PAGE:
Sitting on beach towels, sharing lounge chairs, and squatting in the sand, a dozen new sailors, from ages 15 to 60-plus, paid close attention as a young, suntanned Englishman delivered the basics of dinghy sailing. Nearby, a couple was being outfitted with trapeze harnesses before taking a 16-foot catamaran out into the 15-knot breeze. Other experienced sailors donned life jackets and headed out aboard Lasers, two- and three-person sailboats, catamarans, and other watercraft. A few windsurfers streaked toward the horizon like determined dragonflies. On the beach, one of the kids' camps fluttered by, snorkels and masks dangling and bare feet making tracks in the white sand.
After each of us rehearsed dry-land tacking, the instructor and I climbed onboard a bright-yellow Pico and sailed out of the harbor. I felt the small craft accelerate, or stall when I'd done something it didn't like. I found myself talking to the boat like a person. Then, the instructor asked me if I was ready to practice righting the boat. "You mean flipping it over?" I asked. "On purpose?" In a second, he had the boat tipped over on its side and we both plunked into the warm Caribbean water. A security boat headed over and the captain watched from a few boat-lengths away as we got the boat back on her feet.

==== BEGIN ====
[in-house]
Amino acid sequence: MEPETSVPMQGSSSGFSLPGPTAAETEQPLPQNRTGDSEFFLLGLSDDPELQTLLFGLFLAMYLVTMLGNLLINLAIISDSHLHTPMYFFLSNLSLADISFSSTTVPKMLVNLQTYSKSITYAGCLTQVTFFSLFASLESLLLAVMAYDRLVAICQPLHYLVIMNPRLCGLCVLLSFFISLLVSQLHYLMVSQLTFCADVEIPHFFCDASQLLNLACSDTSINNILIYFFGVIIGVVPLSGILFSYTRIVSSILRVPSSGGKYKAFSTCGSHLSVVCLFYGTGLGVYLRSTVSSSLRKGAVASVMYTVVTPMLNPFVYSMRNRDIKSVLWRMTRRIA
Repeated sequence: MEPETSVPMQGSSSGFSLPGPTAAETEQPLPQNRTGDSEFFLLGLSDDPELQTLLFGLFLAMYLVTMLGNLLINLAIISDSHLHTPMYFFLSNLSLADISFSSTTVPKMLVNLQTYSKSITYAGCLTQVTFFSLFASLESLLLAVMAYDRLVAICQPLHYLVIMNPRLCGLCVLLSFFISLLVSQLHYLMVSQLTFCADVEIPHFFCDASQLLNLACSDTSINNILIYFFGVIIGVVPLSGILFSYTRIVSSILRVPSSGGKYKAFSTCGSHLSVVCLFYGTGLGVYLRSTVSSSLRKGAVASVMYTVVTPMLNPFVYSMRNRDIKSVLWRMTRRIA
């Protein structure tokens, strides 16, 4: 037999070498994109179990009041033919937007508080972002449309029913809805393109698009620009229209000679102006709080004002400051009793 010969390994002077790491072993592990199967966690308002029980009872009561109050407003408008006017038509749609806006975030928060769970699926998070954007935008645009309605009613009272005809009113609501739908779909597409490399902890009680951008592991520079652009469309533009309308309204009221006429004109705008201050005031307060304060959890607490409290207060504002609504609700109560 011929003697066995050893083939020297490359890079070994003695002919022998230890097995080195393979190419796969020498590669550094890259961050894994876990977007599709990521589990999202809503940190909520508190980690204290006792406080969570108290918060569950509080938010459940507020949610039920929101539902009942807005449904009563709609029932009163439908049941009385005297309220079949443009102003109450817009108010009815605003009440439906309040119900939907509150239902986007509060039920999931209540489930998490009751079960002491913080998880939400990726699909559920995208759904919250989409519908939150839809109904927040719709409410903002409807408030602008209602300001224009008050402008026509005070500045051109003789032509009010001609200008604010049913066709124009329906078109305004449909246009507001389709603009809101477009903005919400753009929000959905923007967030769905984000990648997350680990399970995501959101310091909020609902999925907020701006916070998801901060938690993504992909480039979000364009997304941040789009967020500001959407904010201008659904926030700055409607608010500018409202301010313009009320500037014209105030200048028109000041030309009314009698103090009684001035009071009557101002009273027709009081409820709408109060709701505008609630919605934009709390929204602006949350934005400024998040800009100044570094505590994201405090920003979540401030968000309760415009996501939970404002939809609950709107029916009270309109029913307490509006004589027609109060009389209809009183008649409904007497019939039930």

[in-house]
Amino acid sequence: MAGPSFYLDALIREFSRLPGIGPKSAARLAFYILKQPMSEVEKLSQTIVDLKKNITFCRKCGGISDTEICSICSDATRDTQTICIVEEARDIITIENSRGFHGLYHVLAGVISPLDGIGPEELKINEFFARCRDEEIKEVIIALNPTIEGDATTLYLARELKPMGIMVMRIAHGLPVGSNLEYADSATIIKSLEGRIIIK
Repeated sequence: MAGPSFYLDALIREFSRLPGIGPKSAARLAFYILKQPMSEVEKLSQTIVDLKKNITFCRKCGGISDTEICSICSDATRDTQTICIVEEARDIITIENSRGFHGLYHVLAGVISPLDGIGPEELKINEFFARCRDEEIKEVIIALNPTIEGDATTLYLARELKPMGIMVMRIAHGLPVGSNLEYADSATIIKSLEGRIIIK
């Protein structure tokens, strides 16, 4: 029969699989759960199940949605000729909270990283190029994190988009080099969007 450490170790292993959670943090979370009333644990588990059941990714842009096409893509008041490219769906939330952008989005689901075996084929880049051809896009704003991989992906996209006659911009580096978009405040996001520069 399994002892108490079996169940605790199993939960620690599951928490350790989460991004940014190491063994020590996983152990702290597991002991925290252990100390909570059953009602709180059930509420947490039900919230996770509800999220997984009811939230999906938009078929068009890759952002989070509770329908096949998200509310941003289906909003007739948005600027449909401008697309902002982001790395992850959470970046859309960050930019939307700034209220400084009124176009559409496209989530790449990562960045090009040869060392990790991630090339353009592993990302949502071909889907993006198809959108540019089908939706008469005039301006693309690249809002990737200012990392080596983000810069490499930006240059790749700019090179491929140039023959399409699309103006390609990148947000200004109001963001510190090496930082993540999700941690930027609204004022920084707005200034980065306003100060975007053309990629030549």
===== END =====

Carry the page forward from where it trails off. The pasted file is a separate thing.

"Take the mainsheet in your hand so she doesn't get away from you, and swim around to the other side," the instructor said. Once there, I pulled myself up onto the daggerboard protruding from the bottom and used my weight to right the small craft. I was officially sailing.
By the next day, I felt comfortable enough to say goodbye to the Pico and move onto its sleeker and more responsive older cousin, the Laser, which is used in Olympic competition (but not by me anytime soon).